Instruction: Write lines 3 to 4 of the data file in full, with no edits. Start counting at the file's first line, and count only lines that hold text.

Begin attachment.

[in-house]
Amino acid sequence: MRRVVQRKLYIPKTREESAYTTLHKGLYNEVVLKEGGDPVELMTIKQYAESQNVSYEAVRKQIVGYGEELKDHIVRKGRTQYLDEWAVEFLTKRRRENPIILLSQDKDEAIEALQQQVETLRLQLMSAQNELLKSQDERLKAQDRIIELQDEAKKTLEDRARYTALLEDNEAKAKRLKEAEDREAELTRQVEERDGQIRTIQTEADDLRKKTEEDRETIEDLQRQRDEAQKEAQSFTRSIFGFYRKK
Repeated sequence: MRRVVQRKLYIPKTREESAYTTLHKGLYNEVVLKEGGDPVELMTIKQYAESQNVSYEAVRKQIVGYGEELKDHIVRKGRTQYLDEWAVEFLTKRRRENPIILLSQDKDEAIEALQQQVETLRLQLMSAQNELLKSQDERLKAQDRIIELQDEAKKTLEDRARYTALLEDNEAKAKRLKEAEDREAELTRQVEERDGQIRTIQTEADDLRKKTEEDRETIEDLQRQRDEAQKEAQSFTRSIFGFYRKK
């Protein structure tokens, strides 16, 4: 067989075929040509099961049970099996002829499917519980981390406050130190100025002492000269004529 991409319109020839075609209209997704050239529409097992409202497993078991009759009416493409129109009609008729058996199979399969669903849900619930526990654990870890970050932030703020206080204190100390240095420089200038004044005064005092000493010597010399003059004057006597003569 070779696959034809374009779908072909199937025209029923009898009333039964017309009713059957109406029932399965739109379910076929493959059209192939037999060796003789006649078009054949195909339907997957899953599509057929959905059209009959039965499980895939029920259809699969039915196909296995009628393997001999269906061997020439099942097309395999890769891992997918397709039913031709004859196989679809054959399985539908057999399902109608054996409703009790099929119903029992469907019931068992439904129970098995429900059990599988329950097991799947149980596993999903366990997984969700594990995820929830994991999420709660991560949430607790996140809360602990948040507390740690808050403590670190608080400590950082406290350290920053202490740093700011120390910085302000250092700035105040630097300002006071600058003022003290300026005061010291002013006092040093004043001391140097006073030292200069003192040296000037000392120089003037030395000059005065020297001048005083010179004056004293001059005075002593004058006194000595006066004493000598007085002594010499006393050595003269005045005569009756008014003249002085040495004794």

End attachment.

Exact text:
Repeated sequence: MRRVVQRKLYIPKTREESAYTTLHKGLYNEVVLKEGGDPVELMTIKQYAESQNVSYEAVRKQIVGYGEELKDHIVRKGRTQYLDEWAVEFLTKRRRENPIILLSQDKDEAIEALQQQVETLRLQLMSAQNELLKSQDERLKAQDRIIELQDEAKKTLEDRARYTALLEDNEAKAKRLKEAEDREAELTRQVEERDGQIRTIQTEADDLRKKTEEDRETIEDLQRQRDEAQKEAQSFTRSIFGFYRKK
């Protein structure tokens, strides 16, 4: 067989075929040509099961049970099996002829499917519980981390406050130190100025002492000269004529 991409319109020839075609209209997704050239529409097992409202497993078991009759009416493409129109009609008729058996199979399969669903849900619930526990654990870890970050932030703020206080204190100390240095420089200038004044005064005092000493010597010399003059004057006597003569 070779696959034809374009779908072909199937025209029923009898009333039964017309009713059957109406029932399965739109379910076929493959059209192939037999060796003789006649078009054949195909339907997957899953599509057929959905059209009959039965499980895939029920259809699969039915196909296995009628393997001999269906061997020439099942097309395999890769891992997918397709039913031709004859196989679809054959399985539908057999399902109608054996409703009790099929119903029992469907019931068992439904129970098995429900059990599988329950097991799947149980596993999903366990997984969700594990995820929830994991999420709660991560949430607790996140809360602990948040507390740690808050403590670190608080400590950082406290350290920053202490740093700011120390910085302000250092700035105040630097300002006071600058003022003290300026005061010291002013006092040093004043001391140097006073030292200069003192040296000037000392120089003037030395000059005065020297001048005083010179004056004293001059005075002593004058006194000595006066004493000598007085002594010499006393050595003269005045005569009756008014003249002085040495004794």